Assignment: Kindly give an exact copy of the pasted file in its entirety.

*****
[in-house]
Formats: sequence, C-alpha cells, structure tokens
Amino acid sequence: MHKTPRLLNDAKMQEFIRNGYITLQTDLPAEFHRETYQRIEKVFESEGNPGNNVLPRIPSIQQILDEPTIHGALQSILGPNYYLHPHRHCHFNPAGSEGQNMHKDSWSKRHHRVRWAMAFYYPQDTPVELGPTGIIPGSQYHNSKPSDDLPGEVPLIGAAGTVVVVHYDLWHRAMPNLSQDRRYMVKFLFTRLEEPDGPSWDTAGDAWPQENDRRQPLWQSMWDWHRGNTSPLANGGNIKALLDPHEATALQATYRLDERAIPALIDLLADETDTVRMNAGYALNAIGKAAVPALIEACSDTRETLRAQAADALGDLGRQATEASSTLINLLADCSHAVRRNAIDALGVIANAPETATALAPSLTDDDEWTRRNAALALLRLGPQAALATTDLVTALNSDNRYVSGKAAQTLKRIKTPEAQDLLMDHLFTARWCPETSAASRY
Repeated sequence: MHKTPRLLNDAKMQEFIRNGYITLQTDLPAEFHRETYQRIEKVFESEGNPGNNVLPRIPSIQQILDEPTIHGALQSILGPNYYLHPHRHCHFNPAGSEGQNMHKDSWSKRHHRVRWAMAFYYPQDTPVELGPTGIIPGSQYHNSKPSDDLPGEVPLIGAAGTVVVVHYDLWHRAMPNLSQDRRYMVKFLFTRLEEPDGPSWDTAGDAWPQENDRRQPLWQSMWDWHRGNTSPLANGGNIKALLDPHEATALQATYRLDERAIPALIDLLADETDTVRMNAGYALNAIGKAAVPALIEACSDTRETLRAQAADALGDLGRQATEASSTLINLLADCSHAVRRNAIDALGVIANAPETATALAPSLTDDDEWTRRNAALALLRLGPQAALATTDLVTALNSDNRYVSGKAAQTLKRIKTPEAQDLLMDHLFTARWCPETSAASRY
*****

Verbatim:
[in-house]
Formats: sequence, C-alpha cells, structure tokens
Amino acid sequence: MHKTPRLLNDAKMQEFIRNGYITLQTDLPAEFHRETYQRIEKVFESEGNPGNNVLPRIPSIQQILDEPTIHGALQSILGPNYYLHPHRHCHFNPAGSEGQNMHKDSWSKRHHRVRWAMAFYYPQDTPVELGPTGIIPGSQYHNSKPSDDLPGEVPLIGAAGTVVVVHYDLWHRAMPNLSQDRRYMVKFLFTRLEEPDGPSWDTAGDAWPQENDRRQPLWQSMWDWHRGNTSPLANGGNIKALLDPHEATALQATYRLDERAIPALIDLLADETDTVRMNAGYALNAIGKAAVPALIEACSDTRETLRAQAADALGDLGRQATEASSTLINLLADCSHAVRRNAIDALGVIANAPETATALAPSLTDDDEWTRRNAALALLRLGPQAALATTDLVTALNSDNRYVSGKAAQTLKRIKTPEAQDLLMDHLFTARWCPETSAASRY
Repeated sequence: MHKTPRLLNDAKMQEFIRNGYITLQTDLPAEFHRETYQRIEKVFESEGNPGNNVLPRIPSIQQILDEPTIHGALQSILGPNYYLHPHRHCHFNPAGSEGQNMHKDSWSKRHHRVRWAMAFYYPQDTPVELGPTGIIPGSQYHNSKPSDDLPGEVPLIGAAGTVVVVHYDLWHRAMPNLSQDRRYMVKFLFTRLEEPDGPSWDTAGDAWPQENDRRQPLWQSMWDWHRGNTSPLANGGNIKALLDPHEATALQATYRLDERAIPALIDLLADETDTVRMNAGYALNAIGKAAVPALIEACSDTRETLRAQAADALGDLGRQATEASSTLINLLADCSHAVRRNAIDALGVIANAPETATALAPSLTDDDEWTRRNAALALLRLGPQAALATTDLVTALNSDNRYVSGKAAQTLKRIKTPEAQDLLMDHLFTARWCPETSAASRY